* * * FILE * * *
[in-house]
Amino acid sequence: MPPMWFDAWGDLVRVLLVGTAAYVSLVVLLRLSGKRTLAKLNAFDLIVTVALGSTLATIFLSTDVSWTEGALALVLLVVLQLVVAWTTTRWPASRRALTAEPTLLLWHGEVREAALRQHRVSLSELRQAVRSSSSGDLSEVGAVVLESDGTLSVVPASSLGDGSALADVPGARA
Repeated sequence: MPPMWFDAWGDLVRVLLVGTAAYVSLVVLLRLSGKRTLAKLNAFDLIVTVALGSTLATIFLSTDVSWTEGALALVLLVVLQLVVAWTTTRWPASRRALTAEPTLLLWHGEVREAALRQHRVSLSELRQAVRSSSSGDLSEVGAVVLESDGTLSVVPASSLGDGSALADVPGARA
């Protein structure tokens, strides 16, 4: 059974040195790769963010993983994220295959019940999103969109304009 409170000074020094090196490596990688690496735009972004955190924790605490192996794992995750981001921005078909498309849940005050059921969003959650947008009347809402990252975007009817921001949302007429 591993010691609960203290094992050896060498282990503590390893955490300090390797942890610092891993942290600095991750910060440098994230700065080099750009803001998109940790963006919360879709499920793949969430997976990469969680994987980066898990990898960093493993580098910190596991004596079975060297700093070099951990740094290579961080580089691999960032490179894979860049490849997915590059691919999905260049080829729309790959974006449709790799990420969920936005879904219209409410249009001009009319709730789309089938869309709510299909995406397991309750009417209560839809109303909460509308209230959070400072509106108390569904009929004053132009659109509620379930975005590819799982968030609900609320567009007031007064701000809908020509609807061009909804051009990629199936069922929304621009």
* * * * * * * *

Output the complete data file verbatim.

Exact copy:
[in-house]
Amino acid sequence: MPPMWFDAWGDLVRVLLVGTAAYVSLVVLLRLSGKRTLAKLNAFDLIVTVALGSTLATIFLSTDVSWTEGALALVLLVVLQLVVAWTTTRWPASRRALTAEPTLLLWHGEVREAALRQHRVSLSELRQAVRSSSSGDLSEVGAVVLESDGTLSVVPASSLGDGSALADVPGARA
Repeated sequence: MPPMWFDAWGDLVRVLLVGTAAYVSLVVLLRLSGKRTLAKLNAFDLIVTVALGSTLATIFLSTDVSWTEGALALVLLVVLQLVVAWTTTRWPASRRALTAEPTLLLWHGEVREAALRQHRVSLSELRQAVRSSSSGDLSEVGAVVLESDGTLSVVPASSLGDGSALADVPGARA
């Protein structure tokens, strides 16, 4: 059974040195790769963010993983994220295959019940999103969109304009 409170000074020094090196490596990688690496735009972004955190924790605490192996794992995750981001921005078909498309849940005050059921969003959650947008009347809402990252975007009817921001949302007429 591993010691609960203290094992050896060498282990503590390893955490300090390797942890610092891993942290600095991750910060440098994230700065080099750009803001998109940790963006919360879709499920793949969430997976990469969680994987980066898990990898960093493993580098910190596991004596079975060297700093070099951990740094290579961080580089691999960032490179894979860049490849997915590059691919999905260049080829729309790959974006449709790799990420969920936005879904219209409410249009001009009319709730789309089938869309709510299909995406397991309750009417209560839809109303909460509308209230959070400072509106108390569904009929004053132009659109509620379930975005590819799982968030609900609320567009007031007064701000809908020509609807061009909804051009990629199936069922929304621009």